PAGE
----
Posts Tagged ‘john underwood’

It’s Lib Dem MPs, not Labour ones, that Cameron is really trying to cull

09/05/2011, 02:00:45 PM

by John Underwood

So there we have it. Vince Cable is surprised to discover that the Conservatives are “ruthless, calculating and thoroughly tribal”. That’s a bit like being surprised that the Pope is a Catholic, that fish swim and that this year Christmas Day will fall on the 25 December. The word “naïve” doesn’t come close.

A man who is surprised that the Conservatives are ruthless would probably be surprised that a couple of young, female “constituents” asking sharp questions at a constituency surgery turned out to be a pair of reporters from the Daily Telegraph.

For years, of course, the Liberal Democrats have been the very embodiment of ruthless calculation, by pretending to be different things to different people in different parts of the country – the “only” alternative to Labour in the north of England and the “only” alternative to the Conservatives in the south.

Last week, they reaped a whirlwind of rewards for years of political duplicity. In the north, they lost votes to Labour because they were seen to be part of a Conservative-led government that is cutting public services; and in the staunch Tory heartlands they lost votes to the Conservatives because die-hard Conservative voters rather like the idea of cutting public services.

Labour supporters can be forgiven a few days of schadenfreude as they reflect on the mire the Liberal Democrats find themselves in. But before long they will need to turn their attention to the Conservatives.

As for the Lib Dems, the question is whether they will learn their lesson and wise up to the need to get tough with their coalition partners.

It won’t be enough to posture and strut over Andrew Lansley’s health service changes and to threaten a “veto”. The current proposals have, in effect, already been vetoed by Conservative back benchers like Charles Walker MP, who is currently leading a particularly vociferous campaign to save an urgent care centre in his Broxbourne constituency. There will be changes to the health and social care bill, but it’s no thanks to the likes of Nick Clegg.

Having been stitched up by the Conservatives on the AV referendum, the question is whether the Liberal Democrats will get tough with their coalition partners in other areas.

Reducing the number of MPs from 650 to 600 has largely been reported as a barely disguised ruse for reducing the number of Labour MPs. In fact, it could be more accurately described as a ruse for maximising David Cameron’s chances of achieving what he failed to achieve at the last election – an overall majority. Reducing the number of MPs is as much about getting rid of his Liberal Democrat “partners” as it is about hurting Labour.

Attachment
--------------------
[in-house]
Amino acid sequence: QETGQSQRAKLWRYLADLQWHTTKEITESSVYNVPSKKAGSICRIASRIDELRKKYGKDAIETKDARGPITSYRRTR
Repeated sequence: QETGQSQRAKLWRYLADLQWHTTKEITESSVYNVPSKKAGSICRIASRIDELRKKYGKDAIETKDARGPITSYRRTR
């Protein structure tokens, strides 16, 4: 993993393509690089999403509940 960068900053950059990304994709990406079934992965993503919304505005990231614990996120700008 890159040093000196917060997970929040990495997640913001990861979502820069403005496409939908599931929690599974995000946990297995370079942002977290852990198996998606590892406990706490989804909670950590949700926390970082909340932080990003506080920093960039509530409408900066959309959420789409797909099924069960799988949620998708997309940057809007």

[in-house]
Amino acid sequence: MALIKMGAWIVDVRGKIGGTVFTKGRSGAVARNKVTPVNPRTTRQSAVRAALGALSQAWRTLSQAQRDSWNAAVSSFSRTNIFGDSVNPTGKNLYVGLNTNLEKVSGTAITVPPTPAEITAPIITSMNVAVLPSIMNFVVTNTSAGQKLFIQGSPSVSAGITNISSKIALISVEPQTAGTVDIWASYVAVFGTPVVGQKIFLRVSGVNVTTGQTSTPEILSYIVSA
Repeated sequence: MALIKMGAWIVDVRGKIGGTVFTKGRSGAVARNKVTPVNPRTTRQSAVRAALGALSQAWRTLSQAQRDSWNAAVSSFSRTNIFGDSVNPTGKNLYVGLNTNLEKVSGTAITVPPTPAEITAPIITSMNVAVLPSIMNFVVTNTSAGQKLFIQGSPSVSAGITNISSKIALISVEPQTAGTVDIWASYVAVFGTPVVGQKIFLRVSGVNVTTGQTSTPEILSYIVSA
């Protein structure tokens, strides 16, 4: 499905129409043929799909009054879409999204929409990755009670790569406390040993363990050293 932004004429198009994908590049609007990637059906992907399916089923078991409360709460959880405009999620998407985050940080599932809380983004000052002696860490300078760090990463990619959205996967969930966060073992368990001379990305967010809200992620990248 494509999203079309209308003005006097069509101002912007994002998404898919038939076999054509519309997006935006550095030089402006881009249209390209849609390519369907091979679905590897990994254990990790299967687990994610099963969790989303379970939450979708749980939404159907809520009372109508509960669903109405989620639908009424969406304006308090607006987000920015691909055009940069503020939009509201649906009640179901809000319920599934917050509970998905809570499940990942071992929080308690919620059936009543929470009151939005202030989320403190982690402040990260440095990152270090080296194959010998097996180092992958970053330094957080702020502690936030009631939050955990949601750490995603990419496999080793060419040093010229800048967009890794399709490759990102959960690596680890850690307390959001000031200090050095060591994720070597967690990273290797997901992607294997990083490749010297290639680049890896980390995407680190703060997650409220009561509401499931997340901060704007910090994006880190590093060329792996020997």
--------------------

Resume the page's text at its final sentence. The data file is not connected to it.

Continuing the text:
If, in the aftermath of the AV referendum, the Liberal Democrats really want to prove to their supporters that haven’t been taken for patsies, they could do worse than consider a serious “go slow” on this part of the coalition agreement.

John Underwood is a former director of communications of the Labour party.

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A one-off wealth tax is radical but astonishingly popular, says John Underwood

16/08/2010, 07:00:23 PM

For over thirty years, the Glasgow Media Group has linked the analysis of media content with the processes by which audiences receive and interpret messages.  It has worked across a range of disciplines and well beyond the normal academic boundaries of communication studies.  It is not surprising, therefore, that the Media Group should now turn its attention to media coverage of the national economic “crisis” and the need for cuts.

In an article in today’s Guardian, Professor Greg Philo, Research Director and one of the leading lights of the Glasgow Media Group asks why – amidst all the discussion of the deficit – there has been so little discussion in the media of how much wealth we have in Britain.  The truth, of course, is that we are the sixth richest nation on earth with total personal wealth of £9,000bn. As Philo points out, this sum dwarfs the national debt.

Naturally, this wealth is overwhelmingly concentrated at the top.  The richest 10% of Britons own £4,000bn, an average of £4m for each of the richest households.  The poorest half own less than 10% of Britain’s wealth between them.


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